Global What?

Somewhat confusingly, concern about, and belief in, global warming is falling in the UK. YouGov, in recent polling have found that from a starting point of nearly 80% in 2005 just over 60% of people hold an interest in the subject now.  In line with this only 27% feel that climate change is a serious, urgent problem requiring radical steps to address.  Amazingly 34% are not clear that climate change is actually happening; all in the face of incontrovertible evidence.

For the disbelievers amongst us the graph below shows the rise in worldwide temperatures since 1850, a pattern that is being fuelled by industrial activity and will continue unless emission levels are reduced.  An explanation of the science of climate change can be found in the Royal Society link at the bottom of the article.

In the face of overwhelming evidence it is difficult to explain the public’s stance.  There is a great deal of skepticism displayed regularly in the UK press on the subject, so clearly this is important in informing opinion.  Searching the Daily Mail website for ‘climate change’ provides sufficient evidence of this; the articles themselves and subsequent comments often display classic conspiracy theorems. Although not usually willing to use Wikipedia as a source of information there is an excellent list found in the link below this article.  Climate change could apparently be about anti-globalisation, left-wing revolution or right wing support for nuclear power.  To provide supplemental proof, at a recent dinner party I was told that government acceptance and action on climate change was motivated purely as an opportunistic tax grab.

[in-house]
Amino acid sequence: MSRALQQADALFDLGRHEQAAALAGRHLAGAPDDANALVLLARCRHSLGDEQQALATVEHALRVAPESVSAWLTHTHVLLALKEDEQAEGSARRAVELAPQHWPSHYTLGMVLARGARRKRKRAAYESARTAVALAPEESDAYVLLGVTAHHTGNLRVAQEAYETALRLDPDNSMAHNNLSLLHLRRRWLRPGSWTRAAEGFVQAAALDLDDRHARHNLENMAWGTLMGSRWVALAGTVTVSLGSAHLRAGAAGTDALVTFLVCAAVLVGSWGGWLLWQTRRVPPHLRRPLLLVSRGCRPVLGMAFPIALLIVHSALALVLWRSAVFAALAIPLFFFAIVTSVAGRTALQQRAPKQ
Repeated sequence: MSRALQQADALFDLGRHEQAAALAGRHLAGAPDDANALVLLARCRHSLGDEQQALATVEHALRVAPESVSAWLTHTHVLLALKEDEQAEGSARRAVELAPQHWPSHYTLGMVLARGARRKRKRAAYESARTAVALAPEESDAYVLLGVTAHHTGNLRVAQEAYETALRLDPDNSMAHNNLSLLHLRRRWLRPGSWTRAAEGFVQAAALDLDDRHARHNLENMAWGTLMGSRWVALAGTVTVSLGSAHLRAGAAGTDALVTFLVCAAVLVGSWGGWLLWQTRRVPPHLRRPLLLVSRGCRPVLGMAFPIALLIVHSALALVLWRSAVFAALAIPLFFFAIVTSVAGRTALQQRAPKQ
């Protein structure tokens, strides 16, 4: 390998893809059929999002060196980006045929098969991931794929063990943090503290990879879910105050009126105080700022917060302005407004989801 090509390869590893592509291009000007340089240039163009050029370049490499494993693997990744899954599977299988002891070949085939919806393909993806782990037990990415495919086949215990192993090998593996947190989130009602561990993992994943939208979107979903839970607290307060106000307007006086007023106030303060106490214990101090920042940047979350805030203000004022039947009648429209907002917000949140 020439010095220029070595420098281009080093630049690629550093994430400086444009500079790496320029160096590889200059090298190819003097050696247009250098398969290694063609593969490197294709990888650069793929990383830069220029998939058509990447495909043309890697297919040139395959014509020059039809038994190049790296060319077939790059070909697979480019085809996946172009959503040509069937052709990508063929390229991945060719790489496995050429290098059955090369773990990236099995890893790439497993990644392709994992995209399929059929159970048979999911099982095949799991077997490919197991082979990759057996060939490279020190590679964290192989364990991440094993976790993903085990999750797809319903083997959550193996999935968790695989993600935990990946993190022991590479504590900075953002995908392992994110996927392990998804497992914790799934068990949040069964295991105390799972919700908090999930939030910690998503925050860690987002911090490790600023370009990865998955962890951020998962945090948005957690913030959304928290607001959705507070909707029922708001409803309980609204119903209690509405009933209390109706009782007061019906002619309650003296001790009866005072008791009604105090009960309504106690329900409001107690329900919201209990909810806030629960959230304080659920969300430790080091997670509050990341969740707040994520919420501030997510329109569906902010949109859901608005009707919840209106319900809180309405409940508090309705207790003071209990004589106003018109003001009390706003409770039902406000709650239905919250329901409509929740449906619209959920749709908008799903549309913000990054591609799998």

Clearly the industry itself has embraced the concept of reducing CO2 emissions with initiatives such as the FTA’s Logistics Carbon Reduction Scheme and now you barely see a haulier’s livery without a ‘green’ message.  The positive here, if there is one, is that there is clearly lots of room for improvement.  In the UK, 25% of miles driven in commercial vehicles are empty and the UK has the lowest average payload in the EU (30% below plated weight).  So in short, in the UK, we do not fill vehicles to their capacity and when they have delivered we are not very good at re-loading them.

Admittedly these are not always easy goals to attain for the 3 / 4th party logistics provider.  Often how full a vehicle is may not be completely in their control.  Consumers demand next day delivery where a more flexible approach could lead to more efficient routes and fuller vehicles.  Equally there may well not be re-loads available to a haulier when and where they need them; this of course can be exacerbated by a lack of cooperation between organisations protecting their commercial interests and shunning a collaborative approach.  There are of course numerous easy wins that hauliers can target, effective route planning, fuel efficient vehicles, aerodynamic trailers and improving driving technique.  In the final analysis though it is unlikely that the industry will improve much on empty miles run and vehicle fill unless there is a change in public attitudes to climate change and a more collaborative approach can be found between industry competitors.

The Science behind Global Warming / Climate Change

Global Warming Conspiracy Theories


Leave your reply

Your e-mail address will not be published. Required fields are marked *